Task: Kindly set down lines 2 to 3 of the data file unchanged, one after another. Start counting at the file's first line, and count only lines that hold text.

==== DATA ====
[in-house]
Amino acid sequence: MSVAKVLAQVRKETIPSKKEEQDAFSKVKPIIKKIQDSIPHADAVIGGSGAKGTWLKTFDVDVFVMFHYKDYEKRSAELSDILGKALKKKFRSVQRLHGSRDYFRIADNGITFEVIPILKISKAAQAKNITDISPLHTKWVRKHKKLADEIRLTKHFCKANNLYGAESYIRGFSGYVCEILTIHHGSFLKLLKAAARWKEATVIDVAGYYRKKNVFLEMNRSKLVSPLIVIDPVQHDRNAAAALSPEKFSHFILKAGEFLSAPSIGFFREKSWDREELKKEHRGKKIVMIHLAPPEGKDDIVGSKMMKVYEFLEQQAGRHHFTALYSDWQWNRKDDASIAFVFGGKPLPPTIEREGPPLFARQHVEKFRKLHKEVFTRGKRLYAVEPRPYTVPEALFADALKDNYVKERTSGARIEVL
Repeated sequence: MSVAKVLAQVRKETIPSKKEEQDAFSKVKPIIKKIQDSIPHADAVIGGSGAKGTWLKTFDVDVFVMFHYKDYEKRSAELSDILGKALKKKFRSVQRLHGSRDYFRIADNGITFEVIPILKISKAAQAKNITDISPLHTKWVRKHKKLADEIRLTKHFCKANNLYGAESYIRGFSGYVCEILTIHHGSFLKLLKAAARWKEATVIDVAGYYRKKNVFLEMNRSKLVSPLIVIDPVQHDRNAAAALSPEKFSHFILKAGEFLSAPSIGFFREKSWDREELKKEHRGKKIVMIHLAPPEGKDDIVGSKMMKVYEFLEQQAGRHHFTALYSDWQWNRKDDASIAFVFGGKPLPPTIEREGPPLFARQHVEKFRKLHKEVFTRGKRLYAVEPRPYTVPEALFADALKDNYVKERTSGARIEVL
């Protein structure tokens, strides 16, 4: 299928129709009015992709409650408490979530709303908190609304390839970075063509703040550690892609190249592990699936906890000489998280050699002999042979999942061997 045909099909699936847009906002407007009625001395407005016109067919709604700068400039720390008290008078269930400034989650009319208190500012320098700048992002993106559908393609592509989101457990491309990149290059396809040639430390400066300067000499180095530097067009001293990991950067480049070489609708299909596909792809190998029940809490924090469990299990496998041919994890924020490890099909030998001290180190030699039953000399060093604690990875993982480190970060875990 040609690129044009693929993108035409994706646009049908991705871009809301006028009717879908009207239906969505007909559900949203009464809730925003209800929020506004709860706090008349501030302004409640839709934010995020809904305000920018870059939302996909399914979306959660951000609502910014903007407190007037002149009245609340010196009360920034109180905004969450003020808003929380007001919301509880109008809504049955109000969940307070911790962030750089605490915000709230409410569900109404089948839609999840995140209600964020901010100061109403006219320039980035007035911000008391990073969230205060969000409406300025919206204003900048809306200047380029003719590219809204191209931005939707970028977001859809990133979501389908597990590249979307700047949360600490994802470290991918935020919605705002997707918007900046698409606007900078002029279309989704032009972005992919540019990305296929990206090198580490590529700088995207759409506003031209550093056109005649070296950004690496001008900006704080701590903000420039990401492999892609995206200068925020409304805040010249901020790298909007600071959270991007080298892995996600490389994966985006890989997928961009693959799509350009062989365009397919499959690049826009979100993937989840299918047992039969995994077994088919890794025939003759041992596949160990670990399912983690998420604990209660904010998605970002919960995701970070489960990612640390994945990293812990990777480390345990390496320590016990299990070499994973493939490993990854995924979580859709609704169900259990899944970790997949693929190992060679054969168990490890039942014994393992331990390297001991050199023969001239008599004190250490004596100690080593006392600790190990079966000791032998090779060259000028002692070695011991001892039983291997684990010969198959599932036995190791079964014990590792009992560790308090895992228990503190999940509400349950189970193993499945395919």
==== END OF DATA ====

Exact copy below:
Amino acid sequence: MSVAKVLAQVRKETIPSKKEEQDAFSKVKPIIKKIQDSIPHADAVIGGSGAKGTWLKTFDVDVFVMFHYKDYEKRSAELSDILGKALKKKFRSVQRLHGSRDYFRIADNGITFEVIPILKISKAAQAKNITDISPLHTKWVRKHKKLADEIRLTKHFCKANNLYGAESYIRGFSGYVCEILTIHHGSFLKLLKAAARWKEATVIDVAGYYRKKNVFLEMNRSKLVSPLIVIDPVQHDRNAAAALSPEKFSHFILKAGEFLSAPSIGFFREKSWDREELKKEHRGKKIVMIHLAPPEGKDDIVGSKMMKVYEFLEQQAGRHHFTALYSDWQWNRKDDASIAFVFGGKPLPPTIEREGPPLFARQHVEKFRKLHKEVFTRGKRLYAVEPRPYTVPEALFADALKDNYVKERTSGARIEVL
Repeated sequence: MSVAKVLAQVRKETIPSKKEEQDAFSKVKPIIKKIQDSIPHADAVIGGSGAKGTWLKTFDVDVFVMFHYKDYEKRSAELSDILGKALKKKFRSVQRLHGSRDYFRIADNGITFEVIPILKISKAAQAKNITDISPLHTKWVRKHKKLADEIRLTKHFCKANNLYGAESYIRGFSGYVCEILTIHHGSFLKLLKAAARWKEATVIDVAGYYRKKNVFLEMNRSKLVSPLIVIDPVQHDRNAAAALSPEKFSHFILKAGEFLSAPSIGFFREKSWDREELKKEHRGKKIVMIHLAPPEGKDDIVGSKMMKVYEFLEQQAGRHHFTALYSDWQWNRKDDASIAFVFGGKPLPPTIEREGPPLFARQHVEKFRKLHKEVFTRGKRLYAVEPRPYTVPEALFADALKDNYVKERTSGARIEVL